Those living near the St. Louis area’s West Lake Landfill have complained for years about the health risks of radioactive waste stored there and fumes coming from an underground fire at the nearby Bridgeton Landfill. That fire, which has been smoldering since at least 2010, could soon meet the 100,000 tons of WW II era nuclear weapons material lingering at West Lake Landfill.
A Missouri House committee will consider Wednesday a bill that would offer a buyout option for 91 homes in that area. The bipartisan legislation, sponsored by state Rep. Mark Matthieson (R-Maryland Heights) and state Senator Maria Chappelle-Nadal (D-University City), would pay fair market value for those homes.
“The trauma that we saw in Ferguson is very, very, very, very similar to the trauma that we are seeing among residents who live around this landfill. It’s real,” says Chappelle-Nadal.
Both landfills are a few miles from Ferguson.
The Senator, who has gone to great lengths to find ways to help those affected by the contamination, mentions all sorts of health complications that residents have experienced and some who have died from them.
“We have heard some of the saddest stories you could ever imagine,” says Chappelle-Nadal. “Some of those examples are 15 year olds dying of leukemia, ovarian cancer or young eight year olds who have arthritis. The longer we wait, I can absolutely say with certainty there is another child who has asthma. There’s another child who gets a brain tumor. There’s another child who’s ending up with an autoimmune disease that’s very, very rare and caused by radioactive waste.”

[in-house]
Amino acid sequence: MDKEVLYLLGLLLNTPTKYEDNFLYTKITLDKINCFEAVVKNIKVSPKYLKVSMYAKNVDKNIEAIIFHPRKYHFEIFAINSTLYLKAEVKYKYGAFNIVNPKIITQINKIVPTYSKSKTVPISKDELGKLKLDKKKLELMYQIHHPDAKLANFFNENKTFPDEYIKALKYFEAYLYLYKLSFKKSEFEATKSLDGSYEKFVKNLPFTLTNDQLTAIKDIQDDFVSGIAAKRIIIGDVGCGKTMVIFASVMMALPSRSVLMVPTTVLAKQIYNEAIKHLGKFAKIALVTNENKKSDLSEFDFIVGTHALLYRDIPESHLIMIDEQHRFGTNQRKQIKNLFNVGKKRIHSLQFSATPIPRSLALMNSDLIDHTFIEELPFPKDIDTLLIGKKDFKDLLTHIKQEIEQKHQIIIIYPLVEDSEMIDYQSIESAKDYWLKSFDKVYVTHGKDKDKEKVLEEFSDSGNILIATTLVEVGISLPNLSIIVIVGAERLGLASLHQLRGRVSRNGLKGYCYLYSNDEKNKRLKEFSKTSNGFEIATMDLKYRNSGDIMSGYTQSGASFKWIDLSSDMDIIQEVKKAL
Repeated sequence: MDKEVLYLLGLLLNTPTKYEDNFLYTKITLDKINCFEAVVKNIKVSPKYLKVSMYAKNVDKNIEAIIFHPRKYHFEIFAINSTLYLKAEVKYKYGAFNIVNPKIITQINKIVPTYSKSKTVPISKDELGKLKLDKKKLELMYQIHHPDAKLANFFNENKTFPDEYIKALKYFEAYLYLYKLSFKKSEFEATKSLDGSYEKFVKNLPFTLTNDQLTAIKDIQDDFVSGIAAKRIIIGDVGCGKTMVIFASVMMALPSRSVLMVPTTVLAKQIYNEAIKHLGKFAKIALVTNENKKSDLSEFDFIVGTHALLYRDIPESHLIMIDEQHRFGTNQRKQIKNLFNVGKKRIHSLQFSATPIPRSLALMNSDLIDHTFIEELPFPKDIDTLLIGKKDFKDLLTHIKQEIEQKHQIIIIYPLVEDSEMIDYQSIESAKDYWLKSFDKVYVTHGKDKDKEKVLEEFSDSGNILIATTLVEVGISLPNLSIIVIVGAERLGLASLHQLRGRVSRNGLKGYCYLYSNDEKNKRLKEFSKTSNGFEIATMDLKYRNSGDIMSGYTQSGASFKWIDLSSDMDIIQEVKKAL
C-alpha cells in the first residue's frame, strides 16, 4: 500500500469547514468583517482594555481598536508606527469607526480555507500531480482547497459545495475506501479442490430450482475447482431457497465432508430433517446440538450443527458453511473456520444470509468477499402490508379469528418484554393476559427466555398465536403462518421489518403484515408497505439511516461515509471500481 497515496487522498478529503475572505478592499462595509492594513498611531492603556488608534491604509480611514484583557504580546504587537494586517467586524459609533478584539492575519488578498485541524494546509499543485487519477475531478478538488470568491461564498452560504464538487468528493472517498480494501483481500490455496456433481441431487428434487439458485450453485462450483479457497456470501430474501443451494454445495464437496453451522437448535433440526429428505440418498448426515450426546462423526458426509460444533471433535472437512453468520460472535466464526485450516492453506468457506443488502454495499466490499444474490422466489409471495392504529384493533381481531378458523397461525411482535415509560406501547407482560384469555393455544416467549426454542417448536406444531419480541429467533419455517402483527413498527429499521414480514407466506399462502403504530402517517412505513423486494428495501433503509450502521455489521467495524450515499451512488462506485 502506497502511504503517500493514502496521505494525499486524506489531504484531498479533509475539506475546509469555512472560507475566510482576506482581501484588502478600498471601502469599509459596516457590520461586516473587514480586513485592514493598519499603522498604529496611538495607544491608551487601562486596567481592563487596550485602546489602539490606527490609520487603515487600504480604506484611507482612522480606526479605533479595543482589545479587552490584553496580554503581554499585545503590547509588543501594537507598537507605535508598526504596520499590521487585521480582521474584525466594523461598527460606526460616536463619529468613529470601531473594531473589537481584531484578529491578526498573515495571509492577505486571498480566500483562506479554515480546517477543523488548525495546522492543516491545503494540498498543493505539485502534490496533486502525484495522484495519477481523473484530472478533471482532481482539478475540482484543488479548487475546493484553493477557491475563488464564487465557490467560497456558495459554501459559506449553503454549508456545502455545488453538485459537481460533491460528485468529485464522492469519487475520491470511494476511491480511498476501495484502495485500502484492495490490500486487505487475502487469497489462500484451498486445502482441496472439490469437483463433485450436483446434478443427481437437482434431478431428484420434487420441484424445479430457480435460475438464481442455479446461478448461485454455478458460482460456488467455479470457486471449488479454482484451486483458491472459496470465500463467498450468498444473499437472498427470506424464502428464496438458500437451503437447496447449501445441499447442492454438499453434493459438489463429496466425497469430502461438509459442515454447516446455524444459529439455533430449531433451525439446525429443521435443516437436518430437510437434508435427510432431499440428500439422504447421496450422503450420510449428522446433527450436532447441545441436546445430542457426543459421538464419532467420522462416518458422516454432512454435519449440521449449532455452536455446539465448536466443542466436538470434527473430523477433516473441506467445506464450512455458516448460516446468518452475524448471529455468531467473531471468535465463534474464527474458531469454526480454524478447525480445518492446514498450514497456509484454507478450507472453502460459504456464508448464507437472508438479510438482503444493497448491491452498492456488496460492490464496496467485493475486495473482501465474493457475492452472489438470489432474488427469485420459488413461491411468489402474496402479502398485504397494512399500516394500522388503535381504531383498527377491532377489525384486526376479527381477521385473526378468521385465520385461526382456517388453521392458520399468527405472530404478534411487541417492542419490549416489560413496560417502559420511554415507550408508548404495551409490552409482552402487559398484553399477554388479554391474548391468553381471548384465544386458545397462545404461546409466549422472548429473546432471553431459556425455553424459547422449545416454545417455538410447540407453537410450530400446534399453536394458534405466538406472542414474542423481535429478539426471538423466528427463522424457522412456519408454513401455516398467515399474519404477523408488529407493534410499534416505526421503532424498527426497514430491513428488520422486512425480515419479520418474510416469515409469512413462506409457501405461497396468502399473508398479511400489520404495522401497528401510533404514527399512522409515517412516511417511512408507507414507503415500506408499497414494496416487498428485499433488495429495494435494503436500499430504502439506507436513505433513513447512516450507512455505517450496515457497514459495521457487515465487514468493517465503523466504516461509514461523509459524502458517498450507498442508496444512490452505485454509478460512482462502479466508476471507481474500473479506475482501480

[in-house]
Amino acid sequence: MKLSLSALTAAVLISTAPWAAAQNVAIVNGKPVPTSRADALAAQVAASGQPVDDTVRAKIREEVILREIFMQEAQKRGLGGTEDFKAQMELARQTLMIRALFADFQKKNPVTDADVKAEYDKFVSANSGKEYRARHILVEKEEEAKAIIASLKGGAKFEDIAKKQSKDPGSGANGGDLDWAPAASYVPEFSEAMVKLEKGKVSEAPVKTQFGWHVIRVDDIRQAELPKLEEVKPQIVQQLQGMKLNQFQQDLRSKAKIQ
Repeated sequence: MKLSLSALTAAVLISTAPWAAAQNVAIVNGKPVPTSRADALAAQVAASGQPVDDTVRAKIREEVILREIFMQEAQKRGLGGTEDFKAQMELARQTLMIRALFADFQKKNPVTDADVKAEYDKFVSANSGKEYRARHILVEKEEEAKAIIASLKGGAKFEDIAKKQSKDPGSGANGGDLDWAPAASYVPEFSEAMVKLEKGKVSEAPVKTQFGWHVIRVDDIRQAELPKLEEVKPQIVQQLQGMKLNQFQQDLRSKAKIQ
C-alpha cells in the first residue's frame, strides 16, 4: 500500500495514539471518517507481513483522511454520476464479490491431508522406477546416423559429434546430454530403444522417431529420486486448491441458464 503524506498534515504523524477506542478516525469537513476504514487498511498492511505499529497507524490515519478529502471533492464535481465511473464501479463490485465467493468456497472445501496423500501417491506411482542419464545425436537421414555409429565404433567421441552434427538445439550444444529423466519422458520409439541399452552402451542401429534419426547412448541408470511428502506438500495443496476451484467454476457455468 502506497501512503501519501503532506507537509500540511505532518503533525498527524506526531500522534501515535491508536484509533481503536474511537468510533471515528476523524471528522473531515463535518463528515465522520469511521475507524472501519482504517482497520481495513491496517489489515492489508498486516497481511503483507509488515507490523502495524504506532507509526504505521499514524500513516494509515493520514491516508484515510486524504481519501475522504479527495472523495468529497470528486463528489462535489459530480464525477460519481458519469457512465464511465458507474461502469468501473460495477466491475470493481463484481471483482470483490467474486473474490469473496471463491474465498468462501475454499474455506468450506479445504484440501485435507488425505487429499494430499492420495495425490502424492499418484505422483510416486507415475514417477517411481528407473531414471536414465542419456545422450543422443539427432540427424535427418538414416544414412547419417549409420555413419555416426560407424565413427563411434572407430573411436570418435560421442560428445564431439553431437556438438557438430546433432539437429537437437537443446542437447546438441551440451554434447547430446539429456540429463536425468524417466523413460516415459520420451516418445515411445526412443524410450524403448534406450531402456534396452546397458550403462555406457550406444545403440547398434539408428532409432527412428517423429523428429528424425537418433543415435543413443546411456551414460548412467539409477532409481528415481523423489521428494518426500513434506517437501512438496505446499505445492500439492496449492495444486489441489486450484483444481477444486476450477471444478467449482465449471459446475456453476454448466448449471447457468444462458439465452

The measure, which has passed in the Senate, would cap the state’s cost at $12.5 million.
“No one will get rich off of this program. No one will break the bank at all,” says Chappelle-Nadal. “But, for the first time in a long time, families trapped in dangerous, unsafe and contaminated homes will have a way out.”
Chappelle-Nadal says she is discussing with Senate Budget Committee Chairman Dan Brown (R-Rolla) what the state can afford in a tight $27 billion budget. She thinks the federal government could pay back the state for the buyouts and companies involved in the contamination could also kick in some money.
Matthiesen says nobody has taken action.
“We’ve talked to the EPA. Nothing. We need them to make a final decision on what they are going to do,” says Matthiesen. “But why should they if the state isn’t willing to step up and take care of our own citizens. That’s what this bill does. It’s the state taking care of our citizens and sending a message that we care about the health of our people.”
Matthiesen acknowledges that Missouri is strapped for cash.
“We all know money is hard to come by right now,” says Matthiesen. “But we need to do the right thing.”
The U.S. Environmental Protection Agency, which oversees the radioactive material in the West Lake Landfill, insists that the waste does not pose a public health threat.